Look up series by Vadim Sherbakov -- incredibly beautiful work!
Look up series by Vadim Sherbakov — incredibly beautiful work!

 

 

 

 

From DSC:
For you folks in advertising, consider using this next idea/approach for your next piece…it surely kept my attention. (Ok, you might want to shorten it a bit.)

 

Defining the skills citizens will need in the future world of work — from McKinsey & Company; with thanks to Ryan Craig for this resource

Excerpts:

Our findings help define the particular skills citizens are likely to require in the future world of work and suggest how proficiency in them can influence work-related outcomes, namely employment, income, and job satisfaction. This, in turn, suggests three actions governments may wish to take.

  1. Reform education systems
  2. Reform adult-training systems
  3. Ensure affordability of lifelong education

Establish an AI aggregator of training programs to attract adult learners and encourage lifelong learning. AI algorithms could guide users on whether they need to upskill or reskill for a new profession and shortlist relevant training programs. 

Foundational skills that will help citizens thrive in the future of work


From DSC:
No one will have all 56 skills that McKinsey recommends here. So (HR) managers, please don’t load up your job postings with every single skill listed here. The search for purple unicorns can get tiring, old, and discouraging for those who are looking for work.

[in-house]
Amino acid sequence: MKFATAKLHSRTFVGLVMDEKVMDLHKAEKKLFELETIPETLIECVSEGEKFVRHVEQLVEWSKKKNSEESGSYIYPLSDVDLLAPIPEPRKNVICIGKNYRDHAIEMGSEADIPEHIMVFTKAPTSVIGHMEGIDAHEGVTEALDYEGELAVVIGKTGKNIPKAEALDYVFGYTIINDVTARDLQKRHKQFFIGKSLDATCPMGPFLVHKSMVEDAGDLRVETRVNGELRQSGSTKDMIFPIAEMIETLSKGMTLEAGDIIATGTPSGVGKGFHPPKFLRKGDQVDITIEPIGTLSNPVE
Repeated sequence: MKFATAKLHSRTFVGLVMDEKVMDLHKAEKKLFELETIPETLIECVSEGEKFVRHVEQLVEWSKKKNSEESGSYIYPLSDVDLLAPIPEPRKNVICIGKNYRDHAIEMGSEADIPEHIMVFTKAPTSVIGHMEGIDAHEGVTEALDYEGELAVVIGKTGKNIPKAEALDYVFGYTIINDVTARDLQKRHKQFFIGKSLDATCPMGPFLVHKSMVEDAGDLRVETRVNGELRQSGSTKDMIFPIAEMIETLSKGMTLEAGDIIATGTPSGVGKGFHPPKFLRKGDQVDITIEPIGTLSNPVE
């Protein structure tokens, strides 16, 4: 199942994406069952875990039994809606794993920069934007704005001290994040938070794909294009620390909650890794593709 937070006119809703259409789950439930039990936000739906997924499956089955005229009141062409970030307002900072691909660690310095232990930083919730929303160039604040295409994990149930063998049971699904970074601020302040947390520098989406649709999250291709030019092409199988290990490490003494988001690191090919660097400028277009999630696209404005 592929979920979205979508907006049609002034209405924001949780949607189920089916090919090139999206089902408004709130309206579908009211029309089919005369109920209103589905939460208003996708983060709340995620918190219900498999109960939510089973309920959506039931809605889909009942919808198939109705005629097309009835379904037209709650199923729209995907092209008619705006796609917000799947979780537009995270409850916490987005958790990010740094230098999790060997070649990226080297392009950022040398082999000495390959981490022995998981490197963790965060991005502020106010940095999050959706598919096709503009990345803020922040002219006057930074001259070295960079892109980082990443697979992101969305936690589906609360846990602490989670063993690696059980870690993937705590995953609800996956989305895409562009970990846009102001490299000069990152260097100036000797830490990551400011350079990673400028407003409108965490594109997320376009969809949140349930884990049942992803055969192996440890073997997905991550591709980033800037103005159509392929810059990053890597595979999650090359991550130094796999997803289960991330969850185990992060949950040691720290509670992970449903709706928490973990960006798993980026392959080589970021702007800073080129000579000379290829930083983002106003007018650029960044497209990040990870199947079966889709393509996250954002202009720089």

That said, much of what McKinsey’s research/data shows — and what their recommendations are — resonates with me. And that’s why I keep adding to the developments out at:

Learning from the living class room

A powerful, global, next-generation learning platform — meant to help people reinvent themselves quickly, safely, cost-effectively, conveniently, & consistently!!!

 

Poetic Landscapes by David Amarzumjan

 

Google Earth

Google Earth Lesson Plan — from techlearning.com by Stephanie Smith Budhai

Excerpt:

The 3D interactive online exploration platform Google Earth provides a pathway to endless learning adventures around the globe. For an overview of Google Earth and a breakdown of its unique features, check out How to Use Google Earth for Teaching.

 

 

 

Top 300 Tools for Learning 2021 [Hart]

Top 300 Tools for Learning 2021 — from toptools4learning.com by Jane Hart

Excerpt:

2021 was the YEAR OF DISRUPTION! There were a substantial number of new tools nominated this year so the main list has now been extended to 300 tools to accommodate them, and each of the 3 sub-lists has been increased to 150 tools. Although the top of this year’s list is relatively stable, there is quite bit of movement of tools on the rest of the list, and the effect of the new tools has been to push other established tools down – if not off the list altogether. Further analysis of the list appears in the right-hand column of the table below.

This table shows the overall rankings as well as the rankings on the 3 sub-lists: Top 150 Tools for Personal Learning (PL150), the Top 150 Tools for Workplace Learning (WL150) and the Top 150 Tools for Education (ED150). NEW tools are shaded YELLOW, tools coming BACK on the list are shaded GREEN. The most popular context in which each tool is used is also highlighted in BLUE.  Click on a tool name to find out more about it.

 


Top 300 Tools for Learning 2021 -- from Jane Hart


 

 
 

black and white photo of a stairway

Vision — from 500px.com by Markus Studtmann